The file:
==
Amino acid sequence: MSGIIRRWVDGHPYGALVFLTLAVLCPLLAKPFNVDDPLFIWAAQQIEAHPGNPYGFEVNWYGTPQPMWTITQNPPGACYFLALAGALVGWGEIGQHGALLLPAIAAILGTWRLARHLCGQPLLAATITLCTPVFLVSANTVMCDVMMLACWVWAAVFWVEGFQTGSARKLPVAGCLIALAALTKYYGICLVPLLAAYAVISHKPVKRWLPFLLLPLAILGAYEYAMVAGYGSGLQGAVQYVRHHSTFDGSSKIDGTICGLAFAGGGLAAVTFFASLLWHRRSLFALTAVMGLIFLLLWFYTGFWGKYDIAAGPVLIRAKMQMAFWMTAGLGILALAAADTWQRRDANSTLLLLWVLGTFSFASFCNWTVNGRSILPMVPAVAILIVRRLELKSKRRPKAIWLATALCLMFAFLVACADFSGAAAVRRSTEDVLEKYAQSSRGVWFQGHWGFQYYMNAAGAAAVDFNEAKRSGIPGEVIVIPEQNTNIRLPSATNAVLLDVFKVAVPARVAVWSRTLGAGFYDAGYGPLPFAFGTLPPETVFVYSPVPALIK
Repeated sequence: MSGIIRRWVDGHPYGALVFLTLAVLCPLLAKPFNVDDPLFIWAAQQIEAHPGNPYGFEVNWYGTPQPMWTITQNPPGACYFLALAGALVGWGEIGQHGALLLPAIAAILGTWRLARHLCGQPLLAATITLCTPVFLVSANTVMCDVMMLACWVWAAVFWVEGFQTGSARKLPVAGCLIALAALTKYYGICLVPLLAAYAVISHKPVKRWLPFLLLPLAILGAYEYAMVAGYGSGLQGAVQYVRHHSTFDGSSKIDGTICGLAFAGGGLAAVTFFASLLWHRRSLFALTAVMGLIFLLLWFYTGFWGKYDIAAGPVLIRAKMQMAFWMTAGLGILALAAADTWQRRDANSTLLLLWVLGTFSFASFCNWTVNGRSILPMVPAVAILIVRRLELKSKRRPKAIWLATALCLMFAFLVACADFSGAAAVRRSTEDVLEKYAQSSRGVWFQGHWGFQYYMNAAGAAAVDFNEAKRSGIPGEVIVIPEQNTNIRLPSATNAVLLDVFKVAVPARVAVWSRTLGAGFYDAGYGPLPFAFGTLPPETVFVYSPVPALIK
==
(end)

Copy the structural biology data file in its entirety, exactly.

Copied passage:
Amino acid sequence: MSGIIRRWVDGHPYGALVFLTLAVLCPLLAKPFNVDDPLFIWAAQQIEAHPGNPYGFEVNWYGTPQPMWTITQNPPGACYFLALAGALVGWGEIGQHGALLLPAIAAILGTWRLARHLCGQPLLAATITLCTPVFLVSANTVMCDVMMLACWVWAAVFWVEGFQTGSARKLPVAGCLIALAALTKYYGICLVPLLAAYAVISHKPVKRWLPFLLLPLAILGAYEYAMVAGYGSGLQGAVQYVRHHSTFDGSSKIDGTICGLAFAGGGLAAVTFFASLLWHRRSLFALTAVMGLIFLLLWFYTGFWGKYDIAAGPVLIRAKMQMAFWMTAGLGILALAAADTWQRRDANSTLLLLWVLGTFSFASFCNWTVNGRSILPMVPAVAILIVRRLELKSKRRPKAIWLATALCLMFAFLVACADFSGAAAVRRSTEDVLEKYAQSSRGVWFQGHWGFQYYMNAAGAAAVDFNEAKRSGIPGEVIVIPEQNTNIRLPSATNAVLLDVFKVAVPARVAVWSRTLGAGFYDAGYGPLPFAFGTLPPETVFVYSPVPALIK
Repeated sequence: MSGIIRRWVDGHPYGALVFLTLAVLCPLLAKPFNVDDPLFIWAAQQIEAHPGNPYGFEVNWYGTPQPMWTITQNPPGACYFLALAGALVGWGEIGQHGALLLPAIAAILGTWRLARHLCGQPLLAATITLCTPVFLVSANTVMCDVMMLACWVWAAVFWVEGFQTGSARKLPVAGCLIALAALTKYYGICLVPLLAAYAVISHKPVKRWLPFLLLPLAILGAYEYAMVAGYGSGLQGAVQYVRHHSTFDGSSKIDGTICGLAFAGGGLAAVTFFASLLWHRRSLFALTAVMGLIFLLLWFYTGFWGKYDIAAGPVLIRAKMQMAFWMTAGLGILALAAADTWQRRDANSTLLLLWVLGTFSFASFCNWTVNGRSILPMVPAVAILIVRRLELKSKRRPKAIWLATALCLMFAFLVACADFSGAAAVRRSTEDVLEKYAQSSRGVWFQGHWGFQYYMNAAGAAAVDFNEAKRSGIPGEVIVIPEQNTNIRLPSATNAVLLDVFKVAVPARVAVWSRTLGAGFYDAGYGPLPFAFGTLPPETVFVYSPVPALIK